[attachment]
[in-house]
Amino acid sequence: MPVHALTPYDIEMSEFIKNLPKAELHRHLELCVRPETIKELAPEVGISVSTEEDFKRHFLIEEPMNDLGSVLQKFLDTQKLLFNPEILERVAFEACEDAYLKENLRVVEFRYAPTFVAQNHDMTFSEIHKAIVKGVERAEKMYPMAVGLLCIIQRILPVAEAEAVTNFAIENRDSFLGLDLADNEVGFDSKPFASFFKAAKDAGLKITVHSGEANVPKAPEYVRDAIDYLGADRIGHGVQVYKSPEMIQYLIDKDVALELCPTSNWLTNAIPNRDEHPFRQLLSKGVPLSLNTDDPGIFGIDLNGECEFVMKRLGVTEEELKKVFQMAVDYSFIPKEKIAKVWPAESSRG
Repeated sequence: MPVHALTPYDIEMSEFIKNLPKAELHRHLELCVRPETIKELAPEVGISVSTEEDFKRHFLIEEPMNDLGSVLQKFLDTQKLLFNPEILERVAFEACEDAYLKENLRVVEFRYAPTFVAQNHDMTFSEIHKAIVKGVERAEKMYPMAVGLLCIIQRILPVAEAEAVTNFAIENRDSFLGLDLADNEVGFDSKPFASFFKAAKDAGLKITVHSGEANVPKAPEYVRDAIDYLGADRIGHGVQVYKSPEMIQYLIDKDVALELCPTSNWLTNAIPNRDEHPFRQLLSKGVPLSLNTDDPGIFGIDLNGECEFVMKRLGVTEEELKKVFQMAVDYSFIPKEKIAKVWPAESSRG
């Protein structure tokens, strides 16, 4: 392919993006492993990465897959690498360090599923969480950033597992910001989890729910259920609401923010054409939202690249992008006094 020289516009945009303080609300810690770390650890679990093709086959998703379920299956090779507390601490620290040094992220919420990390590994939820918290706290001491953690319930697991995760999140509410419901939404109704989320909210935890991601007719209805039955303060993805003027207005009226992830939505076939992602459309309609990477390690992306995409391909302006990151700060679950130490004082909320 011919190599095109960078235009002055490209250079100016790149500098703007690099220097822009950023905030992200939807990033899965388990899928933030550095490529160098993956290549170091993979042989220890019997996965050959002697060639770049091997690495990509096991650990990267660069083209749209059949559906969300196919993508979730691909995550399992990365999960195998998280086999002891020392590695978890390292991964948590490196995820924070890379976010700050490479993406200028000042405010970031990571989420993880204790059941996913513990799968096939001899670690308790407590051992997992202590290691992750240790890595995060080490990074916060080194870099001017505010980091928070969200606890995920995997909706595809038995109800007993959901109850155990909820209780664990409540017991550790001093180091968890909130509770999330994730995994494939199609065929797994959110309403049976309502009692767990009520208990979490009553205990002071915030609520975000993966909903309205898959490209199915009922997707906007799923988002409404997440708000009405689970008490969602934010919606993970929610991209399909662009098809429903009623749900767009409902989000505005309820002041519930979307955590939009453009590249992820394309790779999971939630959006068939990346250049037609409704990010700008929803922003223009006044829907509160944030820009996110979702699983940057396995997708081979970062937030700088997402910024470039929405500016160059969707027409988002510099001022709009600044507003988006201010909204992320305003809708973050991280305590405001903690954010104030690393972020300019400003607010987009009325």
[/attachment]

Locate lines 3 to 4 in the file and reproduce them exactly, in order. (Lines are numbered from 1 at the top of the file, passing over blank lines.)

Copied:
Repeated sequence: MPVHALTPYDIEMSEFIKNLPKAELHRHLELCVRPETIKELAPEVGISVSTEEDFKRHFLIEEPMNDLGSVLQKFLDTQKLLFNPEILERVAFEACEDAYLKENLRVVEFRYAPTFVAQNHDMTFSEIHKAIVKGVERAEKMYPMAVGLLCIIQRILPVAEAEAVTNFAIENRDSFLGLDLADNEVGFDSKPFASFFKAAKDAGLKITVHSGEANVPKAPEYVRDAIDYLGADRIGHGVQVYKSPEMIQYLIDKDVALELCPTSNWLTNAIPNRDEHPFRQLLSKGVPLSLNTDDPGIFGIDLNGECEFVMKRLGVTEEELKKVFQMAVDYSFIPKEKIAKVWPAESSRG
């Protein structure tokens, strides 16, 4: 392919993006492993990465897959690498360090599923969480950033597992910001989890729910259920609401923010054409939202690249992008006094 020289516009945009303080609300810690770390650890679990093709086959998703379920299956090779507390601490620290040094992220919420990390590994939820918290706290001491953690319930697991995760999140509410419901939404109704989320909210935890991601007719209805039955303060993805003027207005009226992830939505076939992602459309309609990477390690992306995409391909302006990151700060679950130490004082909320 011919190599095109960078235009002055490209250079100016790149500098703007690099220097822009950023905030992200939807990033899965388990899928933030550095490529160098993956290549170091993979042989220890019997996965050959002697060639770049091997690495990509096991650990990267660069083209749209059949559906969300196919993508979730691909995550399992990365999960195998998280086999002891020392590695978890390292991964948590490196995820924070890379976010700050490479993406200028000042405010970031990571989420993880204790059941996913513990799968096939001899670690308790407590051992997992202590290691992750240790890595995060080490990074916060080194870099001017505010980091928070969200606890995920995997909706595809038995109800007993959901109850155990909820209780664990409540017991550790001093180091968890909130509770999330994730995994494939199609065929797994959110309403049976309502009692767990009520208990979490009553205990002071915030609520975000993966909903309205898959490209199915009922997707906007799923988002409404997440708000009405689970008490969602934010919606993970929610991209399909662009098809429903009623749900767009409902989000505005309820002041519930979307955590939009453009590249992820394309790779999971939630959006068939990346250049037609409704990010700008929803922003223009006044829907509160944030820009996110979702699983940057396995997708081979970062937030700088997402910024470039929405500016160059969707027409988002510099001022709009600044507003988006201010909204992320305003809708973050991280305590405001903690954010104030690393972020300019400003607010987009009325």